Sunday, 23 March 2014

Crisis Intervention In Real Time

"I'm a nurse, can I help?"
These words are not complicated. As nurses, we say this everyday without recognizing the potential impact we can have on someone's life. While assisting in an online crisis intervention, these words are saving lives.

As society becomes more accustomed to sharing our lives openly using social media tools, it only makes sense that persons needing assistance will reach out through this same method. Who is there to offer help? This is where Real Time Crisis comes in.

The concept for Real Time Crisis grew from a focus group comprised of leaders within community mental health, education, social services, law, probation, transit safety, policing, nursing and most importantly persons with lived experience. We have built a collaborative team of professionals all passionate about making a difference and bridging the gaps in our current system.

Our focus is on prevention of mental health crisis. We are proactive in a currently reactive system. We recognize the importance of a "Listen More, Talk Less" approach. Through direct online engagement with the person in distress we provide support and assess level of risk. Communication occurs through private messaging for confidentiality. We incorporate a level of response that is appropriate to the level of risk. Safety of the person at risk and all service providers is of paramount importance.

We are real professionals intervening in real time. I look forward to sharing more information as we move forward in becoming fully operational. Thank you to our team members, followers and all those lending support as we proceed with this exciting new venture.





Saturday, 21 December 2013

Resources - Homeless Community/Winter Storms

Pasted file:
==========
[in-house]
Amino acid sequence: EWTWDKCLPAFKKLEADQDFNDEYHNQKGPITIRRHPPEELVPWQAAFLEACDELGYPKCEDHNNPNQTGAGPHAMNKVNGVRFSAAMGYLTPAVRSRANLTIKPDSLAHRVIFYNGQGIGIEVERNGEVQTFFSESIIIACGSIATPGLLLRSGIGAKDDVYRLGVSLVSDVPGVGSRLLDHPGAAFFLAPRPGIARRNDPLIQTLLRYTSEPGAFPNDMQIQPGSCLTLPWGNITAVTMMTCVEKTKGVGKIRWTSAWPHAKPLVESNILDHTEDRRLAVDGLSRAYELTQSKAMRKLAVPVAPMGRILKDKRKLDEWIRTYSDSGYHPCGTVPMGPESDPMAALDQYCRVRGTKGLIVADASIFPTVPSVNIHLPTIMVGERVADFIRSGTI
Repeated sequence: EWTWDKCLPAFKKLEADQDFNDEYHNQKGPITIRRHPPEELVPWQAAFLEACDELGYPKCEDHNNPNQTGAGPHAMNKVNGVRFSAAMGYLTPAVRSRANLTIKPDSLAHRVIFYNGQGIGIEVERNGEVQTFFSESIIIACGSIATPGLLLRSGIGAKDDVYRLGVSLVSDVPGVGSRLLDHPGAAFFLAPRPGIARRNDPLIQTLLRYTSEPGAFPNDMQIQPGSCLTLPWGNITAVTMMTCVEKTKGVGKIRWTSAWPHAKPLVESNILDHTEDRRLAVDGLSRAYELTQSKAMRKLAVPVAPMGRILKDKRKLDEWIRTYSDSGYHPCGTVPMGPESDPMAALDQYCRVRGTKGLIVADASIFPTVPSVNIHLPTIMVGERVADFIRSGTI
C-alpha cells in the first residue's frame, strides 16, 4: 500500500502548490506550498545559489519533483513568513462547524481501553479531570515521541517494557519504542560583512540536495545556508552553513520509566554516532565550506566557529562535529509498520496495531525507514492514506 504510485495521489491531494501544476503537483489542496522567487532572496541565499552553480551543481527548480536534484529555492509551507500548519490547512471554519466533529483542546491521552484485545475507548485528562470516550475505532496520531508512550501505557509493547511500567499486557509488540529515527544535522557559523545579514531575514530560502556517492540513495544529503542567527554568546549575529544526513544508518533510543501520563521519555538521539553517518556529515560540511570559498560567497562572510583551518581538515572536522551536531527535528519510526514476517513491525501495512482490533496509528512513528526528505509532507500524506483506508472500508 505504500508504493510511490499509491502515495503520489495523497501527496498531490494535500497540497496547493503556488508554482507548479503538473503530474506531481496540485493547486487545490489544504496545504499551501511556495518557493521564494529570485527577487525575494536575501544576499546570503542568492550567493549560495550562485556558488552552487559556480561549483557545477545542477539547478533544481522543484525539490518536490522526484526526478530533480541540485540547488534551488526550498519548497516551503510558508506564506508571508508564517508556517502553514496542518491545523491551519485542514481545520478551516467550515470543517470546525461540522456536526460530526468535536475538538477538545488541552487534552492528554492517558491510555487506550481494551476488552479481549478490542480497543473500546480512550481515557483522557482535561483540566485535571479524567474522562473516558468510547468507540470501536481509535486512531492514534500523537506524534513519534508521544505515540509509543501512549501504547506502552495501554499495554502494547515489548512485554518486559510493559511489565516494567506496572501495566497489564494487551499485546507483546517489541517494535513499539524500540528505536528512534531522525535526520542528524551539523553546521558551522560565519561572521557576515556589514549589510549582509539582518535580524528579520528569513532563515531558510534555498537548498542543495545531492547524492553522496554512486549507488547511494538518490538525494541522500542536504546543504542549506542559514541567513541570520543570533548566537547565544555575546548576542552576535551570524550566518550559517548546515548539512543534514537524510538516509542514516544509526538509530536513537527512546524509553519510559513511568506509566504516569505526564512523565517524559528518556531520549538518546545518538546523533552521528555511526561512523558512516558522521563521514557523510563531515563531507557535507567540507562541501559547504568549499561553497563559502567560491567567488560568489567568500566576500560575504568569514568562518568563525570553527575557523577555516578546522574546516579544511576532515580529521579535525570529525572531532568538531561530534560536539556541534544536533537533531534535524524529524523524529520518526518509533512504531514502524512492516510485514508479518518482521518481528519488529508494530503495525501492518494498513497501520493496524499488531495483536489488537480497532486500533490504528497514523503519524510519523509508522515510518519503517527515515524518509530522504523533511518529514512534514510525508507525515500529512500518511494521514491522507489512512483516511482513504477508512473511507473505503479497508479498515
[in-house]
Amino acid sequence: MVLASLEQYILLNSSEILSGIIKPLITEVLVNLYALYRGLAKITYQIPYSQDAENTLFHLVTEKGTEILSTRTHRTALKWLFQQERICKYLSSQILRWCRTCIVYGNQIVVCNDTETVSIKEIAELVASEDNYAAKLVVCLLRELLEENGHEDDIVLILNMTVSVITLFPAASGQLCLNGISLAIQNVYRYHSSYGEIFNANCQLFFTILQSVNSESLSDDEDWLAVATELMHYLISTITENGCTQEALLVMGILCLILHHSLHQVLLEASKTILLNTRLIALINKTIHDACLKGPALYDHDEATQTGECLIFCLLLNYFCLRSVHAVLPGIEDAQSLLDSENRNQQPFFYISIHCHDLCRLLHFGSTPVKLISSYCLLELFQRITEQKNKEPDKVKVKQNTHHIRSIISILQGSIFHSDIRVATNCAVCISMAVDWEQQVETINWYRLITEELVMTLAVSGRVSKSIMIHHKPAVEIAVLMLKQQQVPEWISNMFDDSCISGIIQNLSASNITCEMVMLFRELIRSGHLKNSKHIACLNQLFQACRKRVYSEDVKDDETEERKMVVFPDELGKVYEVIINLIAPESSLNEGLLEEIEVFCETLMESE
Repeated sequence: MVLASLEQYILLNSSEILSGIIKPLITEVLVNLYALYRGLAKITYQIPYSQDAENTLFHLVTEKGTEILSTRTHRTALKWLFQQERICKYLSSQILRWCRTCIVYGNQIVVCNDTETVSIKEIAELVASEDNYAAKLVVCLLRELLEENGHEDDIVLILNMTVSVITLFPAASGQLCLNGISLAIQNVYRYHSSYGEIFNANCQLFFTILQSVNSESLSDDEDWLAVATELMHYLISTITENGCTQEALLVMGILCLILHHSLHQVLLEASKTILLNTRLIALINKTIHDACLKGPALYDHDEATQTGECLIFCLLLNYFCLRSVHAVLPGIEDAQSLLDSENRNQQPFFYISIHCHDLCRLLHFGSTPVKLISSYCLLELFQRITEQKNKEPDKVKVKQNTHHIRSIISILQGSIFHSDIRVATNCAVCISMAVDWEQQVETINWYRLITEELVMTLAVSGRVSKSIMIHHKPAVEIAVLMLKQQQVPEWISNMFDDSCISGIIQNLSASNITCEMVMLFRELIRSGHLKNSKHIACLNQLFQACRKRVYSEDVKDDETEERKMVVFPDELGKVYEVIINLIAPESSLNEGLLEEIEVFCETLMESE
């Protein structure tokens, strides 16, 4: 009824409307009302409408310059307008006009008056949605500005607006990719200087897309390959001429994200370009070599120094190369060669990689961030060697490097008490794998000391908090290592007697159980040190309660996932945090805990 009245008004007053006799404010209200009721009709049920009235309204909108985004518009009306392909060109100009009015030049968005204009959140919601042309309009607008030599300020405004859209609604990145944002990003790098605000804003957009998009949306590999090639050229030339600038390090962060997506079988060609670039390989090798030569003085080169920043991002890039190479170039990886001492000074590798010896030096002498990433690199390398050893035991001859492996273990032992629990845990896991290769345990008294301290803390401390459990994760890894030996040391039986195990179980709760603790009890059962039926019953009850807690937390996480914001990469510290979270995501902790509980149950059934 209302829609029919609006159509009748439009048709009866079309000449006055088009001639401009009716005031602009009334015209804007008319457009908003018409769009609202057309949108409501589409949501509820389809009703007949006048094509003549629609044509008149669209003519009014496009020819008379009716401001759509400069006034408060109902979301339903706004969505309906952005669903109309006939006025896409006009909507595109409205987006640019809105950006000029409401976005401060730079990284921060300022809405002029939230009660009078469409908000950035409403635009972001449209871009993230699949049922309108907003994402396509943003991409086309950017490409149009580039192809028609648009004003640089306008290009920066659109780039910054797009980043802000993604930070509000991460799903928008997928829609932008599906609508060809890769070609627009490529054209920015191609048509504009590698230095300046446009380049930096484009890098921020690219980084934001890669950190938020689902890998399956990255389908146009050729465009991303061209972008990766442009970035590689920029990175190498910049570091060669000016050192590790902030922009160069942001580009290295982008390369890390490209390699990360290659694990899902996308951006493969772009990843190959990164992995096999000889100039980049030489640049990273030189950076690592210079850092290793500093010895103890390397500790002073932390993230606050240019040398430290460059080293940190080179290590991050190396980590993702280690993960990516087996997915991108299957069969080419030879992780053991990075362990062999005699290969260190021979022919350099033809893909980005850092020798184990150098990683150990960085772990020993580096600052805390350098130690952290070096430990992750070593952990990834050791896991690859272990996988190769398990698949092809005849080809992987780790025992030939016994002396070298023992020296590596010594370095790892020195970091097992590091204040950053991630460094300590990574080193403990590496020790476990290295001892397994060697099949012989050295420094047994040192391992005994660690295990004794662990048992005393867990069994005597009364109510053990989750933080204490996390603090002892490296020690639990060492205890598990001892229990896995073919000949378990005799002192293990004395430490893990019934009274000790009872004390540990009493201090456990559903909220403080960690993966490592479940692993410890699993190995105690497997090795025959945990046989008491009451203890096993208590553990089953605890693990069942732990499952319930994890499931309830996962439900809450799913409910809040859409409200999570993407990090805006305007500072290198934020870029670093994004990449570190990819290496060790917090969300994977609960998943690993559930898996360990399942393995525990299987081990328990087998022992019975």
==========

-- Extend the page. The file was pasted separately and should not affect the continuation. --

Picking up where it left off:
I am compiling a list of resources and contacts that anyone can use should you see someone in need of shelter. Please use your judgement and based on your comfort level, you can decide if you wish to approach someone and ask if they need help.

If the person does wish to go inside there are some options:

The City of Toronto has a Shelter Assessment and Referral Centre located at 129 Peter St. (corner of Peter/Richmond) Transportation to that location may be a barrier, you could help with a TTC token or call Streets To Homes at 416-392-0090 and outreach workers can assist. Within the city of Toronto, a call to 311 will also connect you to services, City Shelter Assessment and Referral Centre is a free call from any payphone 1-877-338-3398.
Please see link for City of Toronto services:
http://www1.toronto.ca/wps/portal/contentonly?vgnextoid=cfa2d62869211410VgnVCM10000071d60f89RCRD

If someone does not wish to go to shelter, Out of the Cold programs are a good option. These programs are staffed by volunteers and are available at various locations around the city. Usually dinner is served and also breakfast is provided in the morning. Again, transportation may be a barrier so a TTC token could be helpful.
Please see this link for more information and locations:
http://www.ootc.ca/

If someone appears to be in need of assistance and you would like an outreach team to attend on scene, please call 311 or Streets to Homes at 416-392-0090.

If you are outside of the City of Toronto, please call 211 or visit this link for resources:
http://www.211ontario.ca/

If someone is experiencing a medical emergency or is in acute distress, please call 911.


























Monday, 25 November 2013

Project Winter Survival 2014

At this time of year when our temperatures start dropping, we turn our thoughts to those who are sleeping rough on the streets. Every night in the city of Toronto, there are hundreds of people out there without shelter. When someone is staying outside facing freezing rain and snow, the average life of their sleeping bag can be a few days. If someone is fortunate enough to have a structure to stay within, their supplies may last a little longer.

Persons who are homeless rely on organizations to provide essential supplies such as sleeping bags, hats, mittens, hygiene supplies etc. The reality is that many of these organizations are not for profits and/or charities that are struggling to meet the needs. It is difficult for those wishing to help but facing the frustration of financial limitations.

Fortunately there is an organization called Engage and Change that assists us each year with a program called Project Winter Survival. Last year 3,000 sleeping bags and survival kits were distributed to over 170 social service agencies. The survival kits are backpacks filled with essential supplies that help to ease the strain of life on the streets. Sleeping bags and survival kits are distributed by outreach workers from the receiving agencies.